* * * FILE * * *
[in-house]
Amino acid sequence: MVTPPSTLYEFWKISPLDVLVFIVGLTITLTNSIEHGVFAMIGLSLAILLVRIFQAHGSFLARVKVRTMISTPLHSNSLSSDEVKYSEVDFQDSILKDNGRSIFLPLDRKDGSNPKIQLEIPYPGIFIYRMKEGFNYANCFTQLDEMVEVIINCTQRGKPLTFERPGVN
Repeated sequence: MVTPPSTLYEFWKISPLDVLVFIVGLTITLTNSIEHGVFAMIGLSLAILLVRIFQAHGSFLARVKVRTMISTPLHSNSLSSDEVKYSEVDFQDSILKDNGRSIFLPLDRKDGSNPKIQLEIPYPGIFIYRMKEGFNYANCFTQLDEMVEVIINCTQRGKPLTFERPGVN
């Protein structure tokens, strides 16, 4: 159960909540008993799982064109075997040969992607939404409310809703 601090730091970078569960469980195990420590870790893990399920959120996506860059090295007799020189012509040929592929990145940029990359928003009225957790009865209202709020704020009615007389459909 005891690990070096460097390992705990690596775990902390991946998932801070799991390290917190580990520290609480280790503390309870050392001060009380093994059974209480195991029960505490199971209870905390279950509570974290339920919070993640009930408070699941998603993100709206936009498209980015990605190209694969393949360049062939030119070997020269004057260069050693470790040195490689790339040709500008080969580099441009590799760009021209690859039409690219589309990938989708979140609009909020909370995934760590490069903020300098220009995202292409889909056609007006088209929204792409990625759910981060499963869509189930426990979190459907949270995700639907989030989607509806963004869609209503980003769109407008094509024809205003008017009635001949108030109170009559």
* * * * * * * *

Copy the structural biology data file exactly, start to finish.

[in-house]
Amino acid sequence: MVTPPSTLYEFWKISPLDVLVFIVGLTITLTNSIEHGVFAMIGLSLAILLVRIFQAHGSFLARVKVRTMISTPLHSNSLSSDEVKYSEVDFQDSILKDNGRSIFLPLDRKDGSNPKIQLEIPYPGIFIYRMKEGFNYANCFTQLDEMVEVIINCTQRGKPLTFERPGVN
Repeated sequence: MVTPPSTLYEFWKISPLDVLVFIVGLTITLTNSIEHGVFAMIGLSLAILLVRIFQAHGSFLARVKVRTMISTPLHSNSLSSDEVKYSEVDFQDSILKDNGRSIFLPLDRKDGSNPKIQLEIPYPGIFIYRMKEGFNYANCFTQLDEMVEVIINCTQRGKPLTFERPGVN
């Protein structure tokens, strides 16, 4: 159960909540008993799982064109075997040969992607939404409310809703 601090730091970078569960469980195990420590870790893990399920959120996506860059090295007799020189012509040929592929990145940029990359928003009225957790009865209202709020704020009615007389459909 005891690990070096460097390992705990690596775990902390991946998932801070799991390290917190580990520290609480280790503390309870050392001060009380093994059974209480195991029960505490199971209870905390279950509570974290339920919070993640009930408070699941998603993100709206936009498209980015990605190209694969393949360049062939030119070997020269004057260069050693470790040195490689790339040709500008080969580099441009590799760009021209690859039409690219589309990938989708979140609009909020909370995934760590490069903020300098220009995202292409889909056609007006088209929204792409990625759910981060499963869509189930426990979190459907949270995700639907989030989607509806963004869609209503980003769109407008094509024809205003008017009635001949108030109170009559």